A presentation should be a multi-media entertainment experience.  The fact that you're talking about the important topic you care about is an engineered coincidence to the observer.  Here's my aforementioned Boston Red Sox presentation (with where I was really leading them cut off).  You probably can't follow it.  That's the point. If I'm writing a presentation for you to read, then I've got to use words, but if it's something for me to present, then I speak all the words.  And there's no excuse for not finding good pictures.  With Bing Image Search, you can find the perfect picture in three clicks.  Can you use it legally?  Probably not...but most of the time you're presenting to 10 people who don't care about that.  If you're a presenter for a living and getting paid, then you better find images you're allowed to use.

There's a whole host of other material on how to give effective presentations out there, and I really consider this the basic "101" version.  If you don't think about these points, it doesn't matter how you use your dynamic range, the graphics, fonts, colors on your slides etc.  Your job in a presentation is to communicate and lead to decision, and you have to engineer your time and your delivery to get to that decision.

Facebook's HipHop not fast enough

Facebook developers announced and released HipHop, a compiler that takes PHP code and outputs C++ code to later be compiled by g++.  I'll disclaim that I haven't seen the source code (still not on github as I'm writing this) and am basing my conclusions only on their blog post, but I think there won't be a "tremendous impact" from this project.  It's basic cost/benefit analysis.

The benefits are nearly great enough.  Only 50% CPU reduction?  Let's walk through the math of what that might mean for Facebook in terms of cost savings.  Their post says they do 400B PHP impressions per month, which works out to about 150k/sec.  That's a phenomenal number and a challenge for any site to perform at.  Facebook describes how PHP is used almost exclusively for the front end, and that the back end services are powered by Erlang, Java, Python, etc.  So if we assume they've got the front and back fairly well separated and can scale the front end based entirely on CPU load, we can make up some numbers to guess their total cost.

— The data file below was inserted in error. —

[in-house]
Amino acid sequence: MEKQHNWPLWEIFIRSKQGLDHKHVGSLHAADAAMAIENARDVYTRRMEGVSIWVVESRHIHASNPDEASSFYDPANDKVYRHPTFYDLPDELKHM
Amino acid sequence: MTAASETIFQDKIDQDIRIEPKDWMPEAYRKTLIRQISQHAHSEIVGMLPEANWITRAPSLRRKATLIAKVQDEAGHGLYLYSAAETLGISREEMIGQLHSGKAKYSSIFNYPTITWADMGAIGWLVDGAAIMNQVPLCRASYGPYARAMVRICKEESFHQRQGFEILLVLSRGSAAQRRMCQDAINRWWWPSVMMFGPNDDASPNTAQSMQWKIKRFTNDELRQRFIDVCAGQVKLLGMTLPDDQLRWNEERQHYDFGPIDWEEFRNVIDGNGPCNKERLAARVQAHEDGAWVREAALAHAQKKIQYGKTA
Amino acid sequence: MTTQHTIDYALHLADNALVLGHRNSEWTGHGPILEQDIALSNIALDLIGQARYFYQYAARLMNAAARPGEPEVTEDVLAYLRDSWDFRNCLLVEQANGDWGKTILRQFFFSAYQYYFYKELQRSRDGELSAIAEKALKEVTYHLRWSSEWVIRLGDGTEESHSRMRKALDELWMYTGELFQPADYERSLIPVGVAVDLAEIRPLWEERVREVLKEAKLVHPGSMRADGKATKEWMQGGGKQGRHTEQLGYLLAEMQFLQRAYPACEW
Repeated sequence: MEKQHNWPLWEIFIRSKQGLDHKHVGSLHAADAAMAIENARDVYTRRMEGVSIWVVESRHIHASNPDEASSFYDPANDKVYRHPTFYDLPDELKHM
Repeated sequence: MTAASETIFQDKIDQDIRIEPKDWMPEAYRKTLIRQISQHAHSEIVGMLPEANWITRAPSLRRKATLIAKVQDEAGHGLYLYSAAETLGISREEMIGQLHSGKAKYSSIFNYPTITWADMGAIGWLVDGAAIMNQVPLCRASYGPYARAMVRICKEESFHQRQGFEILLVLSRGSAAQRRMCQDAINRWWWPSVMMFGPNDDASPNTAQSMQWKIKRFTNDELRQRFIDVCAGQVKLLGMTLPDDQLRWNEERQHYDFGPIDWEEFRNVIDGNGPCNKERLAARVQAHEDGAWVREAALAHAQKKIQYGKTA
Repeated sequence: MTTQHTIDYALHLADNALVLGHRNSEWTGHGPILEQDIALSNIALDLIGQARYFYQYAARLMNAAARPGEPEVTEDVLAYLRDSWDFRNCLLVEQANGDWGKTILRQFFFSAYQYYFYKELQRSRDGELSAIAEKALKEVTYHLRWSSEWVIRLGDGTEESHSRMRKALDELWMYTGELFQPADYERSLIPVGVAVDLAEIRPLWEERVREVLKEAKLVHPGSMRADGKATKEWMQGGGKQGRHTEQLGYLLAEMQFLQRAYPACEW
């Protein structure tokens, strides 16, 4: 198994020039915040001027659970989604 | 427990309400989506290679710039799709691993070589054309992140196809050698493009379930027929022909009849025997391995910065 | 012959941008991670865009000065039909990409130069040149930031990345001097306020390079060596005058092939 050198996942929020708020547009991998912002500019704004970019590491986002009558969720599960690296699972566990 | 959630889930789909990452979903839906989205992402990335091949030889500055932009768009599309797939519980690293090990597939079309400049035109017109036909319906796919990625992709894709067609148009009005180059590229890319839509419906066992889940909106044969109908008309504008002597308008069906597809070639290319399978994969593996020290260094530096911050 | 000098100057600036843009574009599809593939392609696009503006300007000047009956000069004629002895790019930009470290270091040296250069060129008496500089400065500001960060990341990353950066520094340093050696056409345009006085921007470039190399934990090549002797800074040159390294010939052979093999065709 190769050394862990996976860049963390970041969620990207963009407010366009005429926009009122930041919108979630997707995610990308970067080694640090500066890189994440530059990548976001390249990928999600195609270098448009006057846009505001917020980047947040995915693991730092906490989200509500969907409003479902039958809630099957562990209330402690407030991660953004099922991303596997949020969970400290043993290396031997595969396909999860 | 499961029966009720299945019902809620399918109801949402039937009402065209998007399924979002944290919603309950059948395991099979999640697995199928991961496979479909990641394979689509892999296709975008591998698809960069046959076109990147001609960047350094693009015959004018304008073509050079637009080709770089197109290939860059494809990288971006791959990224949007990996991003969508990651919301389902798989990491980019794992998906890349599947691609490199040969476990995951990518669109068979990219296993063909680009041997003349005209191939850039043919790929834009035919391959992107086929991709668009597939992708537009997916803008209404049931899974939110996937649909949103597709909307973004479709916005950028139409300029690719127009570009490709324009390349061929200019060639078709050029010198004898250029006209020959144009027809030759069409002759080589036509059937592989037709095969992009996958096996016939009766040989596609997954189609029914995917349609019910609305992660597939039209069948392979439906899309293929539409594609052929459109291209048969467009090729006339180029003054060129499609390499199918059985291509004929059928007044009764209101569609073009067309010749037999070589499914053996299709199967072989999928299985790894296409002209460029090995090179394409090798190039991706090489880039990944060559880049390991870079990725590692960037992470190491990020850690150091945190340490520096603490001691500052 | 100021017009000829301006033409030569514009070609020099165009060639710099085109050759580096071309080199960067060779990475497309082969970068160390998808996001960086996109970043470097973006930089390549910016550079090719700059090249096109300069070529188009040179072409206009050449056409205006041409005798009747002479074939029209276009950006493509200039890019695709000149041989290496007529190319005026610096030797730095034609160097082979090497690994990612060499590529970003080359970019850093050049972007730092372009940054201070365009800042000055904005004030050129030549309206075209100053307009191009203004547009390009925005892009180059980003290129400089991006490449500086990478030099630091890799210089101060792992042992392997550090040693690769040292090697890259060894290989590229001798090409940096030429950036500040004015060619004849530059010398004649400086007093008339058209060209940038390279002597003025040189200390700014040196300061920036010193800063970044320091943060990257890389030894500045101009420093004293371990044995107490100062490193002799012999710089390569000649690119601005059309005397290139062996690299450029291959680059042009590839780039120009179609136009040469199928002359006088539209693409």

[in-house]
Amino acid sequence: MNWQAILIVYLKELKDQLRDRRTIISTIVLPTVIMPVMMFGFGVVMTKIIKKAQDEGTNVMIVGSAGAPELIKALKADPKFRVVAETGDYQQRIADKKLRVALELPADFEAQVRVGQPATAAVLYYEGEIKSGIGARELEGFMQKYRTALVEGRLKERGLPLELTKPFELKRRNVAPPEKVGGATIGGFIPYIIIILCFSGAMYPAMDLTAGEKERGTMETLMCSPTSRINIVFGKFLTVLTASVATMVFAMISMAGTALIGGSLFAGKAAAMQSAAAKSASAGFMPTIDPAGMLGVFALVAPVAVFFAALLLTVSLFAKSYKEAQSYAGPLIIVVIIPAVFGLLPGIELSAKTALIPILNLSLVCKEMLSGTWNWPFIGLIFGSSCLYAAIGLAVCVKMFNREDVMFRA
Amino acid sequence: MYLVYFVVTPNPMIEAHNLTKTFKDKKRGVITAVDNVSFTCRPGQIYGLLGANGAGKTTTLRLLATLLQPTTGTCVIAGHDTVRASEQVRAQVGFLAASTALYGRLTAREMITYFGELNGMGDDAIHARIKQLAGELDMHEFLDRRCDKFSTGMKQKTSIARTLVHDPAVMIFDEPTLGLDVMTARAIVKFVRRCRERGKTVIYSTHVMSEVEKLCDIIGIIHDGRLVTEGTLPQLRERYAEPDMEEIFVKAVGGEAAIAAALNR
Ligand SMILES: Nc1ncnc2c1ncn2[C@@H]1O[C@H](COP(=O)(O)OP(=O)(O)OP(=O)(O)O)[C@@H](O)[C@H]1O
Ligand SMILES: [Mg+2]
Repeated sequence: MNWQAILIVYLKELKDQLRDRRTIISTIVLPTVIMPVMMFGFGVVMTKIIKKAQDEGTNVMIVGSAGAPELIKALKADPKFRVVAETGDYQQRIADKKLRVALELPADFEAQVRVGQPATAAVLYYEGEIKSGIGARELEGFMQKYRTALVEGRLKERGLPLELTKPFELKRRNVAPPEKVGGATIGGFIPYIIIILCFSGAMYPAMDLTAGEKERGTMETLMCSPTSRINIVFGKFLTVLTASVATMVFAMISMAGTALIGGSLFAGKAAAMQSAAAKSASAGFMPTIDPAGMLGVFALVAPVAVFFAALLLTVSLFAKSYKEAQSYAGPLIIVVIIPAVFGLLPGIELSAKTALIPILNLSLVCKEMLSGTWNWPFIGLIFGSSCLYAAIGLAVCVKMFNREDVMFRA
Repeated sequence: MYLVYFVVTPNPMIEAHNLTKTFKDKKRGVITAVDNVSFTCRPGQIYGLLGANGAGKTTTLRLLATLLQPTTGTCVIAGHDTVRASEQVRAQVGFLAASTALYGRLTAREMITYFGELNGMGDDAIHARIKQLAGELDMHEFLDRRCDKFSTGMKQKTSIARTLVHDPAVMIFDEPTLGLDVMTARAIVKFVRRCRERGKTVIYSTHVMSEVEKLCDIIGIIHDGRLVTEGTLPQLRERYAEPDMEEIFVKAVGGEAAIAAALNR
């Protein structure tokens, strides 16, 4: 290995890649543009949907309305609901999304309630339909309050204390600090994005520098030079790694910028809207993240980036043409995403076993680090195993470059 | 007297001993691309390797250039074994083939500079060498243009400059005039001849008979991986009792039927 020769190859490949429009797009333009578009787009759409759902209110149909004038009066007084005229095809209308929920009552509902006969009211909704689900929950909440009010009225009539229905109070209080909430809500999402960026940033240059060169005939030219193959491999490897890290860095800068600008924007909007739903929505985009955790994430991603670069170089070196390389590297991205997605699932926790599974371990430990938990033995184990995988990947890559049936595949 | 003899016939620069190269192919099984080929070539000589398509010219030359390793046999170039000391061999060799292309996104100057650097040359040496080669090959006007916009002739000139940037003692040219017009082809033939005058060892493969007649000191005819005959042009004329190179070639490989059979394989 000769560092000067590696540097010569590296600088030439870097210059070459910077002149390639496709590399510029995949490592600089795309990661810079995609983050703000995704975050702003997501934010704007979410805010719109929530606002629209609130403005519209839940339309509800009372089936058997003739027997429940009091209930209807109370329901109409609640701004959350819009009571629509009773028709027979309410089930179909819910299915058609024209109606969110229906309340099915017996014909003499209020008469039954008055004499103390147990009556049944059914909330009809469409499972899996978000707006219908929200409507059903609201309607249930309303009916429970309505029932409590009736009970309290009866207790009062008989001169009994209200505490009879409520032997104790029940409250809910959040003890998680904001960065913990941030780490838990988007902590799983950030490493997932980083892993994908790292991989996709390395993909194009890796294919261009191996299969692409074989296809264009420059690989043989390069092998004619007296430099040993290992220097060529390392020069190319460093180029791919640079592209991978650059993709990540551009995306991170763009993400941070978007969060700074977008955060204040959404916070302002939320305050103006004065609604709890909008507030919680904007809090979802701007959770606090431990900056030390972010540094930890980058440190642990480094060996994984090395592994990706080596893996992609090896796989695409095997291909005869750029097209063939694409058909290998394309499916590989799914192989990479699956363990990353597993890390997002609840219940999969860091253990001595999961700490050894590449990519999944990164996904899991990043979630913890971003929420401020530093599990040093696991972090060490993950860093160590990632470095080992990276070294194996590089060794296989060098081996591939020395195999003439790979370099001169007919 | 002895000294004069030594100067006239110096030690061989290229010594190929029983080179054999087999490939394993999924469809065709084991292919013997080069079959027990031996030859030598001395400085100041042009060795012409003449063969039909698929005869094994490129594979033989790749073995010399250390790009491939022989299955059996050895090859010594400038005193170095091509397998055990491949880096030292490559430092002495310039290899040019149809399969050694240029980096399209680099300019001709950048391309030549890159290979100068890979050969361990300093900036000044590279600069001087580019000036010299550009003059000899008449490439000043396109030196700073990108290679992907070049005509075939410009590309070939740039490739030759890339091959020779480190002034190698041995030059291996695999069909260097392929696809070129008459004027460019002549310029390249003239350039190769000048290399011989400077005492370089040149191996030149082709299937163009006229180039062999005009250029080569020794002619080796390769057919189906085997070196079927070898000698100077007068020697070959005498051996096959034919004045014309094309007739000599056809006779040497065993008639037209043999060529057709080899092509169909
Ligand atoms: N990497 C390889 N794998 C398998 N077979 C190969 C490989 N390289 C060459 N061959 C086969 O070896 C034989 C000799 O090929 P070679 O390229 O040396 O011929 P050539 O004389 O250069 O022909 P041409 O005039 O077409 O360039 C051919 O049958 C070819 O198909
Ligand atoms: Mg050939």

In my experience, even a poorly implemented PHP site can run around 20 requests per second on a single core.  Assuming Facebook uses beefy 8 core machines, that would be 160/sec per box, and 1,000 machines to serve their 150k/sec load.  Given that their load probably peaks with US traffic, and that they probably need double capacity to handle a co-location failing, I could see that going up to 4,000 machines.

Facebook has over 30,000 machines, most of which I'm sure are used to handle photos data and their tremendous memcached layer, so 4,000 web serving machines sounds about right.  At Facebook's scale, they can probably get a beefy 8 core machine relatively cheaply, but let's use $5k as a number, that means that saving 2,000 machines saves Facebook $10MM.  That's pretty impressive, but 2,000 machines compared against their total machine load of 30k isn't that impressive.  It's 7%.

Further, if we expect this to catch on and have a "tremendous impact" on the world at large, it would have to be a big benefit for all the small PHP sites out there.  I'd wager that almost all small sites are not bottlenecked on PHP CPU performance, but database performance instead.  Even if it was PHP performance, for most small sites the savings would likely be going from 30 machines to 15, which is almost unnoticeable.  For this system to be really effective, I'd want to see a speedup of 10-100x, not merely 2x.

So I've laid out that the savings aren't that great.  But they aren't nothing, a speedup of 2x which saves Facebook $10MM is pretty impressive.  but what does it cost.  I suspect the costs are pretty high and measured almost exclusively in terms of developer productivity.  Let's set aside the man year of development their lead developer spent developing this technology.  Facebook has to integrate this system into the development process, and there are two obvious ways.

1. Developers add a "compile" step to their development cycle and test using HipHop on their development boxes.  This, to me, would represent a worst case outcome (and from their blog post is almost certainly not what they do).  One of the many development speed benefits of scripted languages like PHP and Ruby comes from the fact that developers don't have a compile cycle.  While that compile cycle seems trivial (how hard is it to interrupt your code/test cycle with a 2 minute compile?) in my experience it's a large amount of the benefit.  Sure, dynamic typing is another major benefit, but I believe that if every Facebook developer now has to add a compile cycle, their overall productivity will plummet.